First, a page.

There is lingering dissent, and outright confusion, over the etymology of the term “raza.” Indeed, as a noun and as an adjective, it conceals and effaces as much as it reveals and illuminates. The Real Academia Española traces the term to the Latin radía or radíus (rod, spoke, or ray), and offers such disparate definitions as casta (caste), grieta (crack in a horse’s hoof), and raya de luz (ray of sunlight). All of these etymological touchstones involve the vocabulary of cartography, race, zoology, and even refracted light, that is, color. The term thus invites postcolonial, ethnic, and critical race studies appropriations of its Spanish medieval resonances and early modern inflections, particularly the colonialist castas taxonomy depicted in the infamous sixteenth-century series of images from “New Spain,” or the Americas.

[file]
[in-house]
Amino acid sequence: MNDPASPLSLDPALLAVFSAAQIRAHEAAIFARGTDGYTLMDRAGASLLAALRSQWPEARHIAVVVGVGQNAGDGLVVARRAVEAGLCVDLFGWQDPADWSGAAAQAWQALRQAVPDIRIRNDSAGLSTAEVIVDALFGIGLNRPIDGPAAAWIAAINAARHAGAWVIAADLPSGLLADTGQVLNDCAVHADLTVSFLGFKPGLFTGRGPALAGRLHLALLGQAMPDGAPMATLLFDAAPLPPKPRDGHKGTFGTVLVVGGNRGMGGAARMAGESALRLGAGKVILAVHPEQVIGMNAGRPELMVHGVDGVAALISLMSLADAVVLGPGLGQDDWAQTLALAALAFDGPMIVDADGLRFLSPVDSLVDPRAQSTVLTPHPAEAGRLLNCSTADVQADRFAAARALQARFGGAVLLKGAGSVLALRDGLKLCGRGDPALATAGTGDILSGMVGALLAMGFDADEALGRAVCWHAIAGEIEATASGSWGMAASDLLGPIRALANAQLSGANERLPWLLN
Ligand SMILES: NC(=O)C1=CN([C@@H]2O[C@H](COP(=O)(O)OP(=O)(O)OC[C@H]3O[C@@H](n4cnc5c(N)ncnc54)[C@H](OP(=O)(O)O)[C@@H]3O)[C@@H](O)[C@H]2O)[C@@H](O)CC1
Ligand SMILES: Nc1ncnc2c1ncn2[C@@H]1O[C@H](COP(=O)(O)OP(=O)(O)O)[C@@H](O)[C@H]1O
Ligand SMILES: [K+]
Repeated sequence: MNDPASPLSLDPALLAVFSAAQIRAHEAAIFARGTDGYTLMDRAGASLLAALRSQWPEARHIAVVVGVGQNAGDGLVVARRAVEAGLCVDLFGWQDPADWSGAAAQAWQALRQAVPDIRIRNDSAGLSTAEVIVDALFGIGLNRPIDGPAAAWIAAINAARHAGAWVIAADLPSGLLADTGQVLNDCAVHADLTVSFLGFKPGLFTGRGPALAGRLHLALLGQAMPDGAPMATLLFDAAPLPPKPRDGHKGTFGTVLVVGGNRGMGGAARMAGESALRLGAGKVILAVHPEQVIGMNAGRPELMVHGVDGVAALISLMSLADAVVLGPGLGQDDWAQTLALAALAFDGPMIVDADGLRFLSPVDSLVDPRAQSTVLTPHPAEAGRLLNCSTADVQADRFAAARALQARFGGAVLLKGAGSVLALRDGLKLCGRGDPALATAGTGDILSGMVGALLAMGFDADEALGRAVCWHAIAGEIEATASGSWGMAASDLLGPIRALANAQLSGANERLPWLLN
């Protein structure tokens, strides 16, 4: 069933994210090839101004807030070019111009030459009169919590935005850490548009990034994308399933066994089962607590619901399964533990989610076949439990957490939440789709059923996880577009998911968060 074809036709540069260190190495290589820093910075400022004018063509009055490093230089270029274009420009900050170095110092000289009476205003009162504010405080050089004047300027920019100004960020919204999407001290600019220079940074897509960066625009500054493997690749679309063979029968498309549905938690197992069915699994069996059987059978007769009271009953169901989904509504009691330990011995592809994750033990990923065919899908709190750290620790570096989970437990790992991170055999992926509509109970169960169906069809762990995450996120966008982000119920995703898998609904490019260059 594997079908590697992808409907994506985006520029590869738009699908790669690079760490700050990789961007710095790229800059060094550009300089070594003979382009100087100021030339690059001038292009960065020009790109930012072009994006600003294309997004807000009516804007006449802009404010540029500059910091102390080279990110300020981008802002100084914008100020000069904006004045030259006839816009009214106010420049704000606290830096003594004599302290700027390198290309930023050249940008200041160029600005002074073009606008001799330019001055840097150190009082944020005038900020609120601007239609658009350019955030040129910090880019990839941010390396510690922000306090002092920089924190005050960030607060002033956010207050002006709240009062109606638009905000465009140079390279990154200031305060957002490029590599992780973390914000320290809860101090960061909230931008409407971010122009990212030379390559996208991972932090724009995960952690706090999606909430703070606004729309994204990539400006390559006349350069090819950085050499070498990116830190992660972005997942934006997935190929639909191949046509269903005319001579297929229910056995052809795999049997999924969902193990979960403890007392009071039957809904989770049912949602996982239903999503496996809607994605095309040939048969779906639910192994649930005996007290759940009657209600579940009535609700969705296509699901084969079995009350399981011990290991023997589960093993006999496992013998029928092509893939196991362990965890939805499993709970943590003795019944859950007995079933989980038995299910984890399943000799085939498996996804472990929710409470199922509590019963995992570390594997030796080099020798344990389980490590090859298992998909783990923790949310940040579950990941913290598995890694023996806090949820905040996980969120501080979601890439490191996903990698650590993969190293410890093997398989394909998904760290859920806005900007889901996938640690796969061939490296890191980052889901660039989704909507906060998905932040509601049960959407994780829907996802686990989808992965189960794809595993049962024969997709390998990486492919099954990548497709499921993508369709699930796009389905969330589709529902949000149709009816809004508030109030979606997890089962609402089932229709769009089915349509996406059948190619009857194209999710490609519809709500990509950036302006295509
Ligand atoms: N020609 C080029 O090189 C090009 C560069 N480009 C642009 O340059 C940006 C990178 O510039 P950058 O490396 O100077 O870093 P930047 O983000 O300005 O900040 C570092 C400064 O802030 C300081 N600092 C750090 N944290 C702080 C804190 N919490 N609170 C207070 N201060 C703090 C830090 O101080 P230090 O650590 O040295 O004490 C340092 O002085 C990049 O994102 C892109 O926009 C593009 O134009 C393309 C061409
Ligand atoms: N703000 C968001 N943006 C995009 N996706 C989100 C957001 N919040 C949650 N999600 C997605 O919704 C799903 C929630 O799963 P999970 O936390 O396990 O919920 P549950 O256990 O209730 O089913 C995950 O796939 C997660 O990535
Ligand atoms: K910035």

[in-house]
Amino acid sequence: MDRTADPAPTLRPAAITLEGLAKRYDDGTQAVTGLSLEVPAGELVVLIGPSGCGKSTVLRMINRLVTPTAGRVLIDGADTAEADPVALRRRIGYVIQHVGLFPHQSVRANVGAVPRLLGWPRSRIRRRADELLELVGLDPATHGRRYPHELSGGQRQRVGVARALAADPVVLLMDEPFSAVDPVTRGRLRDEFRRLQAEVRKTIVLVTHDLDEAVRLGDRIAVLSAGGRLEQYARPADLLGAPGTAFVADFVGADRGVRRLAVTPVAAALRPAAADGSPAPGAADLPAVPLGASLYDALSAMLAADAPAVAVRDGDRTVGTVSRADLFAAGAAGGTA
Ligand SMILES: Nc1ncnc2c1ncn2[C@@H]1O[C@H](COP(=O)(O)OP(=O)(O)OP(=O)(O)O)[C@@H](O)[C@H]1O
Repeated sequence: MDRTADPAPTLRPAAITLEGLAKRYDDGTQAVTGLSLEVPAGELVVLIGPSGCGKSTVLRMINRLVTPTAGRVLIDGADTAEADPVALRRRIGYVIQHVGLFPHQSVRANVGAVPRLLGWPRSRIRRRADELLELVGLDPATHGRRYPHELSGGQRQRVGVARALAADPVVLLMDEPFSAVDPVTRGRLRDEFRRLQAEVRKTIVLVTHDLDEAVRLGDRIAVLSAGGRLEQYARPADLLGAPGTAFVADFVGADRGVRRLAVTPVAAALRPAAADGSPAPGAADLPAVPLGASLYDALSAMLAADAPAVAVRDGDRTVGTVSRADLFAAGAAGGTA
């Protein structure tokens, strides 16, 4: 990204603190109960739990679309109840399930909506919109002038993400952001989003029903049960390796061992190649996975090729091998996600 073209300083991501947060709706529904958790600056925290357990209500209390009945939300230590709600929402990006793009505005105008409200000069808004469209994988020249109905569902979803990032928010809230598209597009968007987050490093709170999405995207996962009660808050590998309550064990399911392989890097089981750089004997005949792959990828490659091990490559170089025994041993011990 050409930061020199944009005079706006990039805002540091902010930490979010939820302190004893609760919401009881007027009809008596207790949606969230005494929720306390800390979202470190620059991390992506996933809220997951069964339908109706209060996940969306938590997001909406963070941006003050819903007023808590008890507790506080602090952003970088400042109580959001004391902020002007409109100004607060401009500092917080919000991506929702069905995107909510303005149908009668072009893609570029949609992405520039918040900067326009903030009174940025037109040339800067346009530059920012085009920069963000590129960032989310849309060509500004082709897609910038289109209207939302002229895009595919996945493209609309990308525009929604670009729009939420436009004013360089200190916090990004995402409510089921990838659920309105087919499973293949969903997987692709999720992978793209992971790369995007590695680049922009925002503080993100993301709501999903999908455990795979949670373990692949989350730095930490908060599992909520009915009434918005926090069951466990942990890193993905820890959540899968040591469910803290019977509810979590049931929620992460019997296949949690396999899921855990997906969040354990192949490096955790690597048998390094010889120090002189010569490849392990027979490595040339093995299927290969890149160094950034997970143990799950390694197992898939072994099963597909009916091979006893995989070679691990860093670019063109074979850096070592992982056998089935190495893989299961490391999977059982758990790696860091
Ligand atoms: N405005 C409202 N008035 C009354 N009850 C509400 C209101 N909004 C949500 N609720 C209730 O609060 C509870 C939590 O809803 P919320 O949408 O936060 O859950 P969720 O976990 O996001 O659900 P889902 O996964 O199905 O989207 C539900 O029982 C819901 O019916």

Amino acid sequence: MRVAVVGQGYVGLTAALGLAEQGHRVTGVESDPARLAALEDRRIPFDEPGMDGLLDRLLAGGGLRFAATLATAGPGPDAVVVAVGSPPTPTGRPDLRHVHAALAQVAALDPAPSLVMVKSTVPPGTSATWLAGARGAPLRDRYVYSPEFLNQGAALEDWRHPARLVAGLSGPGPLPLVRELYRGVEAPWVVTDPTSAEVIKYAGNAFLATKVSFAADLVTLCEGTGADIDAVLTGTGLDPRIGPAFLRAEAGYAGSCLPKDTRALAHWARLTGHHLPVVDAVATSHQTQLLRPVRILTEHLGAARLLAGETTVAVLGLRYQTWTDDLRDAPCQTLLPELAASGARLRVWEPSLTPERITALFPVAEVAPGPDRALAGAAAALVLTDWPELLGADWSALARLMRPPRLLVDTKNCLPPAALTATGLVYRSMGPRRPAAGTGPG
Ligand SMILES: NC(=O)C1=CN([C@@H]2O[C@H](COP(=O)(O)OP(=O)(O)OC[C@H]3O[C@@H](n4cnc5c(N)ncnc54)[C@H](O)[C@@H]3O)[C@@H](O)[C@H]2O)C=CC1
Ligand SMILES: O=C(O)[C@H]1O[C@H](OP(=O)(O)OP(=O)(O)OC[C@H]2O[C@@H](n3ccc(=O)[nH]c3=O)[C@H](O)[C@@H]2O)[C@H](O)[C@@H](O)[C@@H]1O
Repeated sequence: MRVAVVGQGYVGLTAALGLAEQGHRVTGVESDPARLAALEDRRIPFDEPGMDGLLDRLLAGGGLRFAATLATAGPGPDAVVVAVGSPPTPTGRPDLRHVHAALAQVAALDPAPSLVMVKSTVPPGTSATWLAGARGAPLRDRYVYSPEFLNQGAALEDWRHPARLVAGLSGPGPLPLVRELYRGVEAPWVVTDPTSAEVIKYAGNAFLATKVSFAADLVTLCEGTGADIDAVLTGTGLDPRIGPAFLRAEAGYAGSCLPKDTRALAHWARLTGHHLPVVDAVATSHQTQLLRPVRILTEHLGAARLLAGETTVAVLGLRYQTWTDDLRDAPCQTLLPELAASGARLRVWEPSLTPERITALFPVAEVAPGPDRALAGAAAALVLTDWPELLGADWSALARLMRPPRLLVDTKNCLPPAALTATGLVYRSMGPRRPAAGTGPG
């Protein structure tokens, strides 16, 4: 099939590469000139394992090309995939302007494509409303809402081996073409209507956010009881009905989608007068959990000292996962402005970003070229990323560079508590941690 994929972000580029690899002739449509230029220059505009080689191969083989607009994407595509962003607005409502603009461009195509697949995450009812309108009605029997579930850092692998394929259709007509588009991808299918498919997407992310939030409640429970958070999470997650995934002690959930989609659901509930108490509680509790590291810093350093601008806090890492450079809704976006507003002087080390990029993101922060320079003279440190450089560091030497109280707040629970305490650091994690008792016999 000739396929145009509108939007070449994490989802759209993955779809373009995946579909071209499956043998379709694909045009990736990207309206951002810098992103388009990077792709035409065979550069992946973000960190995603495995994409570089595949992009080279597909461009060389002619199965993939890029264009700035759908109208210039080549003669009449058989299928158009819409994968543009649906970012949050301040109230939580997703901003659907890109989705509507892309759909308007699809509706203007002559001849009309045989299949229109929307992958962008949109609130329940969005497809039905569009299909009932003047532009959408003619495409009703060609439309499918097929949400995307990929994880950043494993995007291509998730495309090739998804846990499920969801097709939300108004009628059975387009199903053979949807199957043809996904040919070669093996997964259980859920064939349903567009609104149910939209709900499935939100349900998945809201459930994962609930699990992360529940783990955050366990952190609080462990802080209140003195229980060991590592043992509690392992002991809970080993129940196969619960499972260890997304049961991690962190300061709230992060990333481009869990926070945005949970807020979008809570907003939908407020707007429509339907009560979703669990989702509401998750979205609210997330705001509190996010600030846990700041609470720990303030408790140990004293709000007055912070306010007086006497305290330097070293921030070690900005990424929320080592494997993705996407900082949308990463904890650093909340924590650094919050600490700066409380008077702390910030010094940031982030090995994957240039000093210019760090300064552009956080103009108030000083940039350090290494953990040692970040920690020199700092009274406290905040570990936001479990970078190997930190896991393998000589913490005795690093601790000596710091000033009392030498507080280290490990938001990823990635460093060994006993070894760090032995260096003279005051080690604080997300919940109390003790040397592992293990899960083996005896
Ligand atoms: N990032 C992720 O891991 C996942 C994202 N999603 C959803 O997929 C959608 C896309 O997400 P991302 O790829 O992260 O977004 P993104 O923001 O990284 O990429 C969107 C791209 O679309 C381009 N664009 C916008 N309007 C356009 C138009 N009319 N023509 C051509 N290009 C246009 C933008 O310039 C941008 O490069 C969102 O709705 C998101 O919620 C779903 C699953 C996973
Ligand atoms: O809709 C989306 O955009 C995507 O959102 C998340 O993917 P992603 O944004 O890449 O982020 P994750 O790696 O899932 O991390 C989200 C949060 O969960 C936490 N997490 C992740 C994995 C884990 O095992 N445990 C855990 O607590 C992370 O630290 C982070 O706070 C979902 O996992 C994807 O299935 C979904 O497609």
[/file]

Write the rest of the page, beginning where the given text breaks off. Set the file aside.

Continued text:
This essay may be found on page 188 of the printed volume.

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